Many churches devote the space above a large doorway (the Tympanum) to a representation of Ecclesiatical Reality. What I mean by this is that the material world that we inhabit is viewed as an aspect of a larger reality, and that larger reality is dominated by divine personages whose life and relationships determine our lives and relationships. The tympanum is the Big Backstory.
It is common for a tympanum to show a throned figure (usually the Risen Jesus as divine king, sometimes God the Father, sometimes Mary as the Mother of God) surrounded by saints and angels and other inhabitants of the divine realm. The Tympanum is a Great Truth about our existence, and so I always look at them carefully.
I was in Nancy recently, a town in northern France close to the border with Germany, and happened across the Basilique Saint-Epvre de Nancy, and it has the most wonderful tympanum. It is not ancient – it was built in the 19th. century – but it is a very beautiful gothic revival building. Taking the elements of the image in order, there is
- a hovering dove. This derives from the baptism of Jesus: “the Holy Spirit descended upon him in bodily form, as a dove” (Luke 3:22). The symbolism precedes Christianity however and is taken from the book of Genesis, where the spirit of God hovers over the waters.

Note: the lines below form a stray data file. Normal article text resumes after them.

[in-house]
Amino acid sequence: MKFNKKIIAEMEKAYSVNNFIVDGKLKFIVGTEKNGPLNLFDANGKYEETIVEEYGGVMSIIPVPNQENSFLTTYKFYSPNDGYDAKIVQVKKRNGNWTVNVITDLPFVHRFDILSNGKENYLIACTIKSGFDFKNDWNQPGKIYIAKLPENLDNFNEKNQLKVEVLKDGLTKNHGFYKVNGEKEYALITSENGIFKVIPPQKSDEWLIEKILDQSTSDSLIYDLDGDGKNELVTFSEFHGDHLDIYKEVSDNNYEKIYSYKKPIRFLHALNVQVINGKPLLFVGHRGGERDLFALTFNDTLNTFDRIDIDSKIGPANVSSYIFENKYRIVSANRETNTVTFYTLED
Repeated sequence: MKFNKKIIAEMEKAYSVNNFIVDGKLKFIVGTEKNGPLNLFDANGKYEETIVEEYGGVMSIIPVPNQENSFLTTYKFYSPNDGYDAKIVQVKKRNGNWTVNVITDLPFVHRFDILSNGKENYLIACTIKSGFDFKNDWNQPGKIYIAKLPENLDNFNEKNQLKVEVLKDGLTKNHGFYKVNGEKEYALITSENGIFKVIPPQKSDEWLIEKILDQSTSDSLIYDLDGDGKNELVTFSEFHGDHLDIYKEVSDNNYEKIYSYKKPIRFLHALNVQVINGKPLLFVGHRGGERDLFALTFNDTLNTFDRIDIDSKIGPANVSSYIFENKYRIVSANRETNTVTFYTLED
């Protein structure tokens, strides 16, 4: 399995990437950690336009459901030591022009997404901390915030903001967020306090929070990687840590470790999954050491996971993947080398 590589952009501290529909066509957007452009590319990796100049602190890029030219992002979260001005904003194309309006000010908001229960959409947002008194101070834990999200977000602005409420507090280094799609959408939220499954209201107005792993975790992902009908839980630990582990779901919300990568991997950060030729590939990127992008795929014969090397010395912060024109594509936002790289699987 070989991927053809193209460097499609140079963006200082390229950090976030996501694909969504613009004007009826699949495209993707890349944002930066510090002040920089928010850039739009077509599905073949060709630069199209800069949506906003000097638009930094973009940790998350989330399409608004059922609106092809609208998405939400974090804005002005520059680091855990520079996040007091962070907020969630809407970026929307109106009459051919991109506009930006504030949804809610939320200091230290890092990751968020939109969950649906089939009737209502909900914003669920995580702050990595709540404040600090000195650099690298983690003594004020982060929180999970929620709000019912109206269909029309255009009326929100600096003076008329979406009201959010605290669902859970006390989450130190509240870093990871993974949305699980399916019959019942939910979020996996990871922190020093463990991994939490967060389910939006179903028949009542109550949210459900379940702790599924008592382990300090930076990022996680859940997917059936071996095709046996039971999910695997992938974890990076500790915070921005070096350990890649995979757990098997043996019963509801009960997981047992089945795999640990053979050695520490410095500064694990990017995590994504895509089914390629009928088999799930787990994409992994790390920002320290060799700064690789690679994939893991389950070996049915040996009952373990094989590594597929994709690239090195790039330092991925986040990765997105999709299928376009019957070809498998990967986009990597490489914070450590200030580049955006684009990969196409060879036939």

- the throned and bearded figure of God the Father.
- the four Holy Living Creatures as described in the vision of Ezekiel. These often taken to represent the four Evangelists, but again they are pre-Christian and are probably Babylonian and zodiacal.
- the crucified Son
- a female figure, detached from the main composition but seemingly part of it. I do not know who she is intended to be. One might guess Mary, and one might be easily wrong. She looks downcast and isolated, like the fallen Sophia or the exiled Shekhinah.
The remarkable thing about this picture is how generic it is. I mentioned “divine personages” above. In Kabbalah these are called partzufim. One could create a similar picture of the principal partzuf in Kabbalah: Arkh Anpin, Ze’ir Anpin, Nukva Ze’ir. Anyone who is familiar with the Golden Dawn illustration of The Garden of Eden before the Fall will recognise the principal elements in the composition.
As a parting shot, I add another photo, taken in Bruges, of another tympanum. This time the figure on the throne is Mary, an indication of the high regard and status accorded the Mother of God in many European churches.